He’s published also a huge anthology of Patti Smith’s lyrics in Polish and is working on a major anthology of rock & pop important singer-songwriters’ lyrics, including over 40 artists from Hank Williams and Willie Dixon through Joni Mitchell, Tom Waits and David Thomas to Elvis Costello, Björk, P.J. Harvey and Joanna Newsom.
Joost Nillissen grew up in Amsterdam and was educated by Jesuits who made him loose his faith. For almost 30 years he lived and worked in Israel where he discovered the history of the Bible. Tourism was his trade and ever since he bought his first album in 1971 Bob Dylan was the soundtrack of his life.
Painting and writing were his serious hobbies and in the late nineties his stories were published in literary magazines in The Netherlands and Belgium.
After his divorce in 2004 he returned to the Netherlands and decided to take writing seriously. Hundreds of advertorials on any subject imaginable flowed from his pen. He wrote and published three novels and a collection of short stories.
Joost is semi-retired, wears a brand new suit, has a brand new wife, a son in Israel and a daughter in Amsterdam, no grandchildren that he is aware of and loves working on the retelling of some of Dylan’s songs, to be published in a book.
Aaron Galbraith grew up in the west of Scotland and was educated at Glasgow University. Always a massive music fan, the first concerts he attended were Paul McCartney and Neil Young. He recently counted and has seen over 100 different acts live (several more than once), ranging from Bowie, The Rolling Stones and Van Morrison to BB King, The Strokes, Blur and Adam Ant.
He became acquainted with the work of Bob Dylan whilst at Uni due to one of those 3 CDs for a tenner deals popular at the big music superstores of that time. On a whim, he picked up Bringing It All Back Home, Highway 61 Revisited and Blonde On Blonde. He then proceeded to collect the entire back catalogue and has since seen Dylan over ten times in concert.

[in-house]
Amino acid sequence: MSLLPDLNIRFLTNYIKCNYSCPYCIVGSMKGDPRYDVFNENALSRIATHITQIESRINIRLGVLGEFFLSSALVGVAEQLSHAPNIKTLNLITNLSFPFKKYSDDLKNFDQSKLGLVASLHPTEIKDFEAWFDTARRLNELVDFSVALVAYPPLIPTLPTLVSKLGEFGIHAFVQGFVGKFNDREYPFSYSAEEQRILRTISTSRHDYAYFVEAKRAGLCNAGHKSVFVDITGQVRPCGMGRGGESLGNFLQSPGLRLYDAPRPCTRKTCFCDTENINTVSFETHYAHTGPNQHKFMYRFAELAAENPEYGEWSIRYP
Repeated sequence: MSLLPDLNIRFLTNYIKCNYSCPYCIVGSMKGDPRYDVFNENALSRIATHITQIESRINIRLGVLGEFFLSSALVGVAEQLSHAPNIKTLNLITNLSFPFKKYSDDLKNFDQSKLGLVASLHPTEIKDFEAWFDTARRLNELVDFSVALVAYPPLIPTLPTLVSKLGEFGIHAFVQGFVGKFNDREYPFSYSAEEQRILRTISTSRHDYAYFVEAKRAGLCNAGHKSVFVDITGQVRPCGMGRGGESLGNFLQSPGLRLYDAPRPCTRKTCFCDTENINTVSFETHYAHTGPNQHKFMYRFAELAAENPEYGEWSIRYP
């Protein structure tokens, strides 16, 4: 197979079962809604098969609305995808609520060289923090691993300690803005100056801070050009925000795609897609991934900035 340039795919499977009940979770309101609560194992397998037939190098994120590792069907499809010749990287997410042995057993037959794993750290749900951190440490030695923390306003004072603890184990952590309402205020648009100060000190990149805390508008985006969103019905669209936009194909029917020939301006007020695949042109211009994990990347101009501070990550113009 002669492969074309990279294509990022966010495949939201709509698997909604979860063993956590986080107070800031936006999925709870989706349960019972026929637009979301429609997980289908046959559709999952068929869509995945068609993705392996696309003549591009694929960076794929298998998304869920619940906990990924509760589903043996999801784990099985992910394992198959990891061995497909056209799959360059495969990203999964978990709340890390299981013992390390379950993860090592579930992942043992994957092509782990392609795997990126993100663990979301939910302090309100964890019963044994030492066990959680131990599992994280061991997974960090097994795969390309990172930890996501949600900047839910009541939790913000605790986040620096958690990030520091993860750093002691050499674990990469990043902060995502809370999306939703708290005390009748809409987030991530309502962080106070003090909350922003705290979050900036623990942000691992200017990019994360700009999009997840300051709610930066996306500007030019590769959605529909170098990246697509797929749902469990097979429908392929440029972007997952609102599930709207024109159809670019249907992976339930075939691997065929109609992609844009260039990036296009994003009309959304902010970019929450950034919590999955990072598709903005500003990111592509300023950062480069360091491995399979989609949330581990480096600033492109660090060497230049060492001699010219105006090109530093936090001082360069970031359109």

He now resides in Virginia in the Good Ol’ US of A with his wife and young daughter. His hobbies, beyond Dylan and other musical acts, include following the Scotland national football team and attending various tennis tournaments throughout the world, primarily to see Andy & Jamie Murray in action.
Patrick Roefflaer lives in the Flemish speaking part of Belgium. As a young punk (as in punk-rock), he got interested in Bob Dylan after seeing the Hard Rain special in December 1976. It was the passion that Dylan displayed end his attitude that mesmerised him and made him a lifelong fan.
Around 2005 Patrick started a blog writing about music. The articles on Dylan were well appreciated, especially since he regularly got new info by contacting people who had actually worked with the singer-songwriter. It caught the attention of a publisher who suggested to bundle them as a book. In Bob Dylan in de studio (Epo, 2011) Dylan’s astonishing ways to record in the studio is detailed chronologically. Much to his surprise and delight it got mostly great reviews.
Some years later, a local library asked Patrick to give a lecture on Bob Dylan as part of a month long festive around the singer-songwriter. One of the other things they organised was an exhibition of the artwork of Dylan’s albums. To give a guided tour to this, Patrick dived into the history of the artwork and this led to the series of articles published on Untold Dylan.
There is an index to all of Patrick’s illustrated articles on the artwork of Dylan’s albums in the Album Artwork index.
If you want to write to Untold Dylan with a view to submitting an article or a series of articles, or indeed on any matter that you don’t want to appear as a comment, please email Tony@schools.co.uk and send a copy to TonyAttwoodofLondon@gmail.com (just in case I am on the road).